At the end of October I’ll start again with drum lessons, after a break that lasted a whole year. It’s hard for me to wait for these few more days, because my teacher has that blessed ability to spot what I can already do (no matter how minimal it is! Sometimes it’s just showing up at the lesson, while I’d rather be sleeping on the couch) and then suggests what to build on top of it, letting me learn new skills one step at a time. Others focus on what I can’t do, and urge me to improve moved by guilt, by the obligation to make the best use of my potential. He is currently one of the very few voices in my surroundings that underlines my strengths, in an honest way that I am quick to believe (while some encouragements are too far-fetched to be credible, even if they are totally well-meant), and that concretely motivates me. We don’t talk about that explicitely, but he surely sees how our time together transforms my mood and lets me grow as musician, and I’m sure we both find reward in our common enthusiasm.
I have been thinking about what has made discussions among me and others become heated, and most of the time it was not what people said, but how. Here are the two sentences I wish to compare:
You are not allowed to say that!
You are not allowed to say that this way! which could mean: You can say that, but the way you said it hurts me!
It makes me think a lot of parents and children. How many times I hear: “Don’t cry!” or “Don’t complain!” and I guess that it’s because seeing the suffering of others make us uncomfortable, at the point that we could prefer to silence it completely. There is a great article about this dynamic on happinessishereblog.com, and a shorter post on The Badger’s Smial. But what happens when we try to silence the cries, and worse, when we succeed? The suffering person feels even worse: oppressed, unable to both deal with the issue and to get support. I (among many) noticed that children get increasingly upset when they feel that their message doesn’t get through, and with an immense sadness, that some children (and adults) stop communicating and are therefore considered “good” – just because they are quiet.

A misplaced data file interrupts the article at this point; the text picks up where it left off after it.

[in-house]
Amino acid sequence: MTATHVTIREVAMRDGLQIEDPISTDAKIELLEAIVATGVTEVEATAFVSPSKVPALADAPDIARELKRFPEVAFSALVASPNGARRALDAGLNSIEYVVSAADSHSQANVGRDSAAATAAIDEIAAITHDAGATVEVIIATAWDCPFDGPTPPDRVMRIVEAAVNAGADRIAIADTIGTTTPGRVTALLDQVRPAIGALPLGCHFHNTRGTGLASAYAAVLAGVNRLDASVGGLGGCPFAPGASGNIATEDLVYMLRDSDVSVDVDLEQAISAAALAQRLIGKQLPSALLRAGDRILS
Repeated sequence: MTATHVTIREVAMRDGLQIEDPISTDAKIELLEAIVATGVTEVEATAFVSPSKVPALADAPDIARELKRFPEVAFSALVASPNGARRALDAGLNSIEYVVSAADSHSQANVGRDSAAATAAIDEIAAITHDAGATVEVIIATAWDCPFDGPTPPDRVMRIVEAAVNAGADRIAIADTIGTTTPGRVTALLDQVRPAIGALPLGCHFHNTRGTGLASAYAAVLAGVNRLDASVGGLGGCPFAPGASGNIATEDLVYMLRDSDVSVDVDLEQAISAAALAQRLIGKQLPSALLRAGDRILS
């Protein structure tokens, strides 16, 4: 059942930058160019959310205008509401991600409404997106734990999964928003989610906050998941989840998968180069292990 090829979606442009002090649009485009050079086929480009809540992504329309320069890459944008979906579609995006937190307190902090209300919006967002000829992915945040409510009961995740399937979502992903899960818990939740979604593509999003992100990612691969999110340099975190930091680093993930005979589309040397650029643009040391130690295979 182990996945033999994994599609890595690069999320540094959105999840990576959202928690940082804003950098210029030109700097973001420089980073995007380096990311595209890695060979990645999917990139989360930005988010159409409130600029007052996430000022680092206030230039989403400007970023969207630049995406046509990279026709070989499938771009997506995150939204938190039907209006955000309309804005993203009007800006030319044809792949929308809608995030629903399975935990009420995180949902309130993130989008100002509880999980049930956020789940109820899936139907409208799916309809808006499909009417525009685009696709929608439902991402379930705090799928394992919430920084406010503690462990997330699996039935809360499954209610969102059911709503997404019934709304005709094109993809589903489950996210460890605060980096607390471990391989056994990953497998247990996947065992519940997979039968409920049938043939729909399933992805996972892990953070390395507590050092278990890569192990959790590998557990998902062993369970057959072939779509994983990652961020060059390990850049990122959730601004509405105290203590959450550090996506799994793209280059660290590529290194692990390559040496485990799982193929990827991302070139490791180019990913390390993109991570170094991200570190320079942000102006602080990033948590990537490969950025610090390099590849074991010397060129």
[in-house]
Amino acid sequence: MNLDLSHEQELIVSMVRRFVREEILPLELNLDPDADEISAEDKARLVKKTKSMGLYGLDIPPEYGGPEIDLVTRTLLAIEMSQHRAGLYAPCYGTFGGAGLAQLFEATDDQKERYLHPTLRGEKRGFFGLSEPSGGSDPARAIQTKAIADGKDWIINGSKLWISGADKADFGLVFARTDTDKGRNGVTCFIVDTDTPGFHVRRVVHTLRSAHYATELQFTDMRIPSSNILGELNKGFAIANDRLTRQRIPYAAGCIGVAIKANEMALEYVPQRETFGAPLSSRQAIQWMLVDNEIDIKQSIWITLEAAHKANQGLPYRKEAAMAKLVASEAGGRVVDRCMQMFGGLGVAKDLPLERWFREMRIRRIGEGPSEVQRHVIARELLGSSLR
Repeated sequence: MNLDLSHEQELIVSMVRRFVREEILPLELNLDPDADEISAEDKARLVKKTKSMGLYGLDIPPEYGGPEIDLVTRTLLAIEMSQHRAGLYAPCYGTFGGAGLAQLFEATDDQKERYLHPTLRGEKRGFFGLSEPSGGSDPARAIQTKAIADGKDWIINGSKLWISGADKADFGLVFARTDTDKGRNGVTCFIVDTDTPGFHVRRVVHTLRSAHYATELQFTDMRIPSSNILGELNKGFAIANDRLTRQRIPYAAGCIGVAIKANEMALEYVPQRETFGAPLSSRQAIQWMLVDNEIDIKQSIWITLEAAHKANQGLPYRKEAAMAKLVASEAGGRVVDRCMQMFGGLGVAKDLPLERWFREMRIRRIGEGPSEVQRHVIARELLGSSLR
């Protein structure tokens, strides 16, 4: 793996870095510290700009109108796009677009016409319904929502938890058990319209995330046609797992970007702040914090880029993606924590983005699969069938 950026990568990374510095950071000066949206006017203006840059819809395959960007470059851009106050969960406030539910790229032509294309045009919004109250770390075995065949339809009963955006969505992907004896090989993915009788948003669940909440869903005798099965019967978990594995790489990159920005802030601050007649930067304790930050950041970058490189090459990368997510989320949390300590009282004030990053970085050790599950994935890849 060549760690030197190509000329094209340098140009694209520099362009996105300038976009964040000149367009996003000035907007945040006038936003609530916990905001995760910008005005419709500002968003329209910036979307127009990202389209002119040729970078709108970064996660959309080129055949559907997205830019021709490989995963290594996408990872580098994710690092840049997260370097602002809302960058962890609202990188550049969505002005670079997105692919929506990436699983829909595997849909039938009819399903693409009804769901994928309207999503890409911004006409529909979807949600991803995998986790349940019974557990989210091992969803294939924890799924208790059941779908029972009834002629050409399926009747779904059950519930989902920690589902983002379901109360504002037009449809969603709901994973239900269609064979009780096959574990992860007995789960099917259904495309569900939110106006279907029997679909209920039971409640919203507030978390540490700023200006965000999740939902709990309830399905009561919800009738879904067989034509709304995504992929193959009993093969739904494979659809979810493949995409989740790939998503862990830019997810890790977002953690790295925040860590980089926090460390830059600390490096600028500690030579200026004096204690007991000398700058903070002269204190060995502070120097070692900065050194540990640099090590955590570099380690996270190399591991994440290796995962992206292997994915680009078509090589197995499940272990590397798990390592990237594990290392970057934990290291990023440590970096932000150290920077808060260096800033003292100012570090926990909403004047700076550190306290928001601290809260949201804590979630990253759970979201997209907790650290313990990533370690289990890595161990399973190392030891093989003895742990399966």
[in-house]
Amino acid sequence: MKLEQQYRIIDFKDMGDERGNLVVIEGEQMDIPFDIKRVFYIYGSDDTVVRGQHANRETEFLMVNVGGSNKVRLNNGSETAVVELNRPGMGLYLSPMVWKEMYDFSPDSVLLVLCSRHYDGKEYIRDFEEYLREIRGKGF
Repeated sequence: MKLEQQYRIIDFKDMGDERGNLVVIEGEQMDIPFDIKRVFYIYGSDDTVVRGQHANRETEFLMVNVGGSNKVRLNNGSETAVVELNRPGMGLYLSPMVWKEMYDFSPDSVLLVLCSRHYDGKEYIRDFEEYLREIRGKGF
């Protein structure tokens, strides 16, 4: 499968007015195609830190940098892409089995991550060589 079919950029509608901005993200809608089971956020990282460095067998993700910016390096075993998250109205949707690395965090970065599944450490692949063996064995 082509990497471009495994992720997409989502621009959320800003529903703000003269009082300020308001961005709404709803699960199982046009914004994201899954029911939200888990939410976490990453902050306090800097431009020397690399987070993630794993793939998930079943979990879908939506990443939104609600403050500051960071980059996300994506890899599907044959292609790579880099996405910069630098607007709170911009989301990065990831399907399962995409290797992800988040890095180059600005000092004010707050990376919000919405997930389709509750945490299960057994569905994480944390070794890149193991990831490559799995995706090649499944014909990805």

I find that if I were a parent, I would promise to listen to all messages my children send me, eventually suggesting to express them a way that makes it easier for me and other people to help, but in no way editing the original content.
A similar censoring reaction happens often also when people get aggressive during a discussion: it seems easier to stop fighting if the other party stops pushing its idea forward, while it could be that it’s a matter of how the idea is expressed, and if the atmosphere calls more for white/black outcomes, rather than mutual understanding. I am trying to practice this form of de-escalation with my friends: I notice how the most vibrant advocates of a given idea calm down when they understand that I am OK with them owning their idea, and I am focusing on the way it is expressed. I think it takes a lot of pressure away, because there are endless possibilities to improve the formulation of a message. It could make me look undecided, when compared with people who get heated when they feel that others don’t agree with them; but I don’t feel comfortable being so assertive. It is actually a reason I left OSGeo Board a few years ago, because I felt that I could not fight for my/our ideas, but it was expected from my role. Now I would come back to OSGeo with a new awareness, that I can contribute, move things forward in this equally firm, but more understanding way.